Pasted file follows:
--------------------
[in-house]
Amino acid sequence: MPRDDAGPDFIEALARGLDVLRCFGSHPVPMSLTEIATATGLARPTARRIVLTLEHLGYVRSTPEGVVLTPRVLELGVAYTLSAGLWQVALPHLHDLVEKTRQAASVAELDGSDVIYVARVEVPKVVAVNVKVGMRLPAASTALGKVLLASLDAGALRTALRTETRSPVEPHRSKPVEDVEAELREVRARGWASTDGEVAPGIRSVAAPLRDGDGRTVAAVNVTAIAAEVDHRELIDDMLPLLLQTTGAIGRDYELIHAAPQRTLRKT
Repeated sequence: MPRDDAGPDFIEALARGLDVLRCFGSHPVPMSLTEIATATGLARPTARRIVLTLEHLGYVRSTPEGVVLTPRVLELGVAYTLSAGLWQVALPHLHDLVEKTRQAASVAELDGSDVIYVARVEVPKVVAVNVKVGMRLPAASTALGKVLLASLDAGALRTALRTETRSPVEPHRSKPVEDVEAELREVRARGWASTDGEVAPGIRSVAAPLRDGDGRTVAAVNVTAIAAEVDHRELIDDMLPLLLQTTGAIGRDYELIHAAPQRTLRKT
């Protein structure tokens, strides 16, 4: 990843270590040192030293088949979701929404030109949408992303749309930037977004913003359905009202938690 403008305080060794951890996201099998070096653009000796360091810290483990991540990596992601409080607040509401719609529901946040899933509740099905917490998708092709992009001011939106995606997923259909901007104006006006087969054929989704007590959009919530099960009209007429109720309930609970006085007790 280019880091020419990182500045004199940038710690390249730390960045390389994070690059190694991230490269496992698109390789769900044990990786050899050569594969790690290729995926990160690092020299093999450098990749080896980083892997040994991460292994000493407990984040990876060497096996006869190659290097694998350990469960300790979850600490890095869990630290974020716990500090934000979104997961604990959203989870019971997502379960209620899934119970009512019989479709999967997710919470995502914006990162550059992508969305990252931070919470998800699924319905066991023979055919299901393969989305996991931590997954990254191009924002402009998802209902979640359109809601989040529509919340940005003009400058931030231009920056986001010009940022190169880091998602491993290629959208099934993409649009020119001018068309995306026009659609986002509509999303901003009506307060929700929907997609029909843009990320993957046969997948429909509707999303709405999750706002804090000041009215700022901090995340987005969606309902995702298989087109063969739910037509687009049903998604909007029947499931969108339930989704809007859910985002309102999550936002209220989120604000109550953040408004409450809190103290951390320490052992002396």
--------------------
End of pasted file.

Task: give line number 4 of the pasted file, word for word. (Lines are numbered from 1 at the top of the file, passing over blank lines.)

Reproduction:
């Protein structure tokens, strides 16, 4: 990843270590040192030293088949979701929404030109949408992303749309930037977004913003359905009202938690 403008305080060794951890996201099998070096653009000796360091810290483990991540990596992601409080607040509401719609529901946040899933509740099905917490998708092709992009001011939106995606997923259909901007104006006006087969054929989704007590959009919530099960009209007429109720309930609970006085007790 280019880091020419990182500045004199940038710690390249730390960045390389994070690059190694991230490269496992698109390789769900044990990786050899050569594969790690290729995926990160690092020299093999450098990749080896980083892997040994991460292994000493407990984040990876060497096996006869190659290097694998350990469960300790979850600490890095869990630290974020716990500090934000979104997961604990959203989870019971997502379960209620899934119970009512019989479709999967997710919470995502914006990162550059992508969305990252931070919470998800699924319905066991023979055919299901393969989305996991931590997954990254191009924002402009998802209902979640359109809601989040529509919340940005003009400058931030231009920056986001010009940022190169880091998602491993290629959208099934993409649009020119001018068309995306026009659609986002509509999303901003009506307060929700929907997609029909843009990320993957046969997948429909509707999303709405999750706002804090000041009215700022901090995340987005969606309902995702298989087109063969739910037509687009049903998604909007029947499931969108339930989704809007859910985002309102999550936002209220989120604000109550953040408004409450809190103290951390320490052992002396």